This week, U.S. financial regulators announced that Too Big To Fail (TBTF) banks will be forced to increase their capital cushion by $68 billion, to comply with new financial reform rules. But if you think that’s going to finally make our financial system safe, you are wrong. At least, that’s the verdict from an all-star panel that spoke on the topic of financial stability on Thursday at the Institute for New Economic Thinking annual conference, being held this year in Toronto.
The panel was made up of a diverse group of heavy-weights: Andy Haldane, head Bank of England’s stability board, Stanford professor Anat Admati (author of “The Banker’s New Clothes”), Richard Bookstaber from the U.S. Treasury’s Office of Financial Research, and Boston College professor Edward Kane. What’s disturbing is that they all came to the same conclusion—not only have we not repaired the financial regulatory system since Lehman, but we may have made things worse by creating a complicated spaghetti bowl of new rules that don’t actually address the fundamental problem. (Those would be Dodd-Frank and Basel III.) Banks need a lot more money, and the financial lobby needs a lot less.
Haldane, one of the most influential voices these days in economic policy circles, laid out the situation with stark numbers showing that, amazingly, global TBTF banks are bigger, more complicated and riskier than before the crisis. In 2006, for example, such banks held $1.3 trillion on their balance sheets. Today, they hold $1.7 trillion. Back then, they held $19 trillion worth of derivatives, those “weapons of financial destruction” that Warren Buffett complained about. Today, they have $31 trillion. Thanks to the Fed’s post crisis low interest rate policy, they pay less than ever to borrow money, which means that debt is cheap. That’s one reason the amount of debt held by such banks is still about 21 times their assets. Yes, those “leverage ratios” are lower than the 32X average in 2000. But holding that much in liabilities means that if asset prices go down even 5%, banks will once again be in the gutter. And history shows that happens about once ever 20 years–meaning, if big banks don’t put away a lot more capital, we can look forward to another Lehman Brothers event in our lifetime.
Which kind of puts this week’s capital announcements in context. Sure, it’s great that banks are being required to hold 5% of their own cash, rather than the usual 3%. But no other business in America, not to mention individuals, would be able to survive with a balance sheet that looked like this. Bankers would argue that things have changed hugely from the pre-crisis days till now. After all, the CEOs of the world’s top banks got paid an average of $20 million a year back then (many U.S. chiefs got more), and only $9 million now. Yet the value of these banks’ stock has plummeted over that time, as has their asset base. If you look at pay as a percentage of assets, it’s now 42%—3 percentage points higher than it was back in 2006.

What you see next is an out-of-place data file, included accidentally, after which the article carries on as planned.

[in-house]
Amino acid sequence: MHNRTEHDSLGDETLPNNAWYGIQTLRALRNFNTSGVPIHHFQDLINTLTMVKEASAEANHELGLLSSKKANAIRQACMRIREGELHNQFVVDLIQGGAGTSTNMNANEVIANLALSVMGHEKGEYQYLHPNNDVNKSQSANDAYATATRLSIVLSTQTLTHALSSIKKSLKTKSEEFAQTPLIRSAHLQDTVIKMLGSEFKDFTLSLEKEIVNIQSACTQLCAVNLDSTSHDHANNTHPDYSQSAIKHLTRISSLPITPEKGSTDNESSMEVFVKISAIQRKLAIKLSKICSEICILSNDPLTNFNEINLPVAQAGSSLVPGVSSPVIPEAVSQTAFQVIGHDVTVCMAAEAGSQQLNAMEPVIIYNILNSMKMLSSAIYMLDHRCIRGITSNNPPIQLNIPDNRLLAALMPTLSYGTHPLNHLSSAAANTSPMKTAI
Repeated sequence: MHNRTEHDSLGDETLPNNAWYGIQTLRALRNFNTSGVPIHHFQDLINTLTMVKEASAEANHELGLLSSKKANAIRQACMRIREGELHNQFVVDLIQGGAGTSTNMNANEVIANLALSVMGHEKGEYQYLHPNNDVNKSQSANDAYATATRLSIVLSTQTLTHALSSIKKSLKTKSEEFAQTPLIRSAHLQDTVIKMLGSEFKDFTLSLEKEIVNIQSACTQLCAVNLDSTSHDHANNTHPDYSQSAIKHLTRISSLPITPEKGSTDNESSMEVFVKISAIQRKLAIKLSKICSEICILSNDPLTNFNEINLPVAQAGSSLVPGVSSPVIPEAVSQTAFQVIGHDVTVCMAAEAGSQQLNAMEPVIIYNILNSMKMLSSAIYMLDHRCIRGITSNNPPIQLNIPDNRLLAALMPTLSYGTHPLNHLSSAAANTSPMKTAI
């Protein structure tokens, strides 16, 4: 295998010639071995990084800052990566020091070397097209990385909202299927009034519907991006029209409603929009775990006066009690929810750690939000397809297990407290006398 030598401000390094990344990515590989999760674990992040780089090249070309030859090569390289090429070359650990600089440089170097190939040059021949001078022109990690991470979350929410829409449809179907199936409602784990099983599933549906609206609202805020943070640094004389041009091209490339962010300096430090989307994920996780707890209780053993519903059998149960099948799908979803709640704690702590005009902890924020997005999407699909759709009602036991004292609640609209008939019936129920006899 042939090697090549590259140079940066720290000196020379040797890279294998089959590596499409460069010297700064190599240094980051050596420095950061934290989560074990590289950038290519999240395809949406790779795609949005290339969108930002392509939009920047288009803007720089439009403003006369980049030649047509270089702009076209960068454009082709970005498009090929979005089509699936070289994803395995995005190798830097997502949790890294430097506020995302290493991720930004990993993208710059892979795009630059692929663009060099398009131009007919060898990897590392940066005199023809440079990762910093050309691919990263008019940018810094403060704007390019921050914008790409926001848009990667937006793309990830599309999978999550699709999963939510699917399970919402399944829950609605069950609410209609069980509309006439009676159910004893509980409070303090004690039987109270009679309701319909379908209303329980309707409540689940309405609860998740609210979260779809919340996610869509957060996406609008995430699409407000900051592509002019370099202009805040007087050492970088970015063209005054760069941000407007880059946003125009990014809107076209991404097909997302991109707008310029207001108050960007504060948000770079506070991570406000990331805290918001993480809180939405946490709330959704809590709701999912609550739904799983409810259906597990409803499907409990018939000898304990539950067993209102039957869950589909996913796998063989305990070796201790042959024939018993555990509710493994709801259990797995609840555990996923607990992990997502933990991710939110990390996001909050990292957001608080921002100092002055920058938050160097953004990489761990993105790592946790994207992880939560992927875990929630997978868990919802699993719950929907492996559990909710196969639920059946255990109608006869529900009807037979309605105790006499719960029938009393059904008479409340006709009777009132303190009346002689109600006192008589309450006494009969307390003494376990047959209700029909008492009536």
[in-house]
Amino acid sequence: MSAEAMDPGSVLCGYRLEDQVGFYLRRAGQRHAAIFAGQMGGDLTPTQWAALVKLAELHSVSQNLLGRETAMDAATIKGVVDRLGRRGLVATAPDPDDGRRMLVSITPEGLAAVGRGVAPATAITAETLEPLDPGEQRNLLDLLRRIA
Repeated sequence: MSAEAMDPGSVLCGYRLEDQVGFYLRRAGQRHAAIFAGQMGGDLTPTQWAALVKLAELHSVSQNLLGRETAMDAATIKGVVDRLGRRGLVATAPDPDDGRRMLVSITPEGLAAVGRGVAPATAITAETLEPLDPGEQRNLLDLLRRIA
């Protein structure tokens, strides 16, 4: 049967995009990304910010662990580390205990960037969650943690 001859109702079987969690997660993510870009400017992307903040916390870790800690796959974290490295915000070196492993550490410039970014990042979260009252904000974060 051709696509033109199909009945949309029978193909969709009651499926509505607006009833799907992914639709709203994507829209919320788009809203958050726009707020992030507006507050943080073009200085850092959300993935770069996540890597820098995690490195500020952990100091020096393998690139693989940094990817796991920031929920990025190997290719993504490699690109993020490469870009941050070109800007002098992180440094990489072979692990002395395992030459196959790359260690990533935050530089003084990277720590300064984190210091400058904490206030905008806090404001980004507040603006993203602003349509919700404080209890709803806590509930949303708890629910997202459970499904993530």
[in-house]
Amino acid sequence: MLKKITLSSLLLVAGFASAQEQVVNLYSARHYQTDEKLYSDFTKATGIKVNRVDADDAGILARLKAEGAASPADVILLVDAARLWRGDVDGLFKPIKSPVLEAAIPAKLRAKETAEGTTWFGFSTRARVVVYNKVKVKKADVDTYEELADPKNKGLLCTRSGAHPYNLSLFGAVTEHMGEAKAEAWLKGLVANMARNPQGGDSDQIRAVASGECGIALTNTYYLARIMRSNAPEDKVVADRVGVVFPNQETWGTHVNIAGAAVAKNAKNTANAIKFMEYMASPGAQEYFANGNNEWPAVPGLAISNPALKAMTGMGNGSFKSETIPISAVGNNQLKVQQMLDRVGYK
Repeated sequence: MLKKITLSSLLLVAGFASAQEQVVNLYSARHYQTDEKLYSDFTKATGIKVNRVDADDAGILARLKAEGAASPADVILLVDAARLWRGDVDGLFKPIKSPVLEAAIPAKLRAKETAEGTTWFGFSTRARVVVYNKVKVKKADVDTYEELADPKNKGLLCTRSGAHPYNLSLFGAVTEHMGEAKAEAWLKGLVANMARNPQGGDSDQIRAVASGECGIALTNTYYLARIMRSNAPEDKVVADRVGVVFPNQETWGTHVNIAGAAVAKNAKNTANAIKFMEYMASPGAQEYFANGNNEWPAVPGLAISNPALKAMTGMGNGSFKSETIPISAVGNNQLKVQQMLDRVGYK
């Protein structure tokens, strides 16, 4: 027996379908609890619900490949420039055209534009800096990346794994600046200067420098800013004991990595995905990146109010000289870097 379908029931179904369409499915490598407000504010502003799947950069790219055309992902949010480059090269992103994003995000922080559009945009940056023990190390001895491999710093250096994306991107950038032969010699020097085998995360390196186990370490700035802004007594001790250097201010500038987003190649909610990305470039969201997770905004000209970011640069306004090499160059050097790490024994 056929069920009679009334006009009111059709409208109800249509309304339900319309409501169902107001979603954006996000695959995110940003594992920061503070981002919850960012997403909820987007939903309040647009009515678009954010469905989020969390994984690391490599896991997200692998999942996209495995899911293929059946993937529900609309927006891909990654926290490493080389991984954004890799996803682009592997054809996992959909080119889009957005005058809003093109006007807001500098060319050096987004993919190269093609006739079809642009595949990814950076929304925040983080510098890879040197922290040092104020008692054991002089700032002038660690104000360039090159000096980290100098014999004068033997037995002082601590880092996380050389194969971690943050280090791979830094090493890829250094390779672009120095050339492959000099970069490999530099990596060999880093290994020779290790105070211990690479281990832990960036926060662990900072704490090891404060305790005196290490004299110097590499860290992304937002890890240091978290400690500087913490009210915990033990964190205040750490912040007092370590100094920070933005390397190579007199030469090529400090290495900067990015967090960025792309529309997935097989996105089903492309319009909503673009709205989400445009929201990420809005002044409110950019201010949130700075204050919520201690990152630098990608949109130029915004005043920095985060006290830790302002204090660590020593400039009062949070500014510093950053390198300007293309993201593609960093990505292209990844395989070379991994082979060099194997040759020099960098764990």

What’s the solution? The panelists had plenty of ideas. Make banks hold a lot more cash–more like 25% of their balance sheet. Make risk models, which are amazingly simplistic given the complexity of the global financial system, a lot more sophisticated. And make financial institutions pay criminally for bad behavior. The U.S. Supreme Court’s Citizen’s United decision, which gave corporations the same rights as people, paved the way for ever more lobbying money to make its way into our system. (Some 96 % of all Dodd-Frank consultations were taken with bankers themselves, which is perhaps one reason the system looks as ineffectual as it does.)
If companies get the upside of being people, they should get the downside too, argued Ed Kane. That means prosecution for malfeasance, and punishments like being split up if they take on risk that leads to a taxpayer bailout (no, nobody believed the current Dodd-Frank promises of no more bailouts would actually hold in a financial crisis). It may sound wacky–but so does the fact that bankers are getting more pay per dollar of assets today than they were before they wrecked our financial system.
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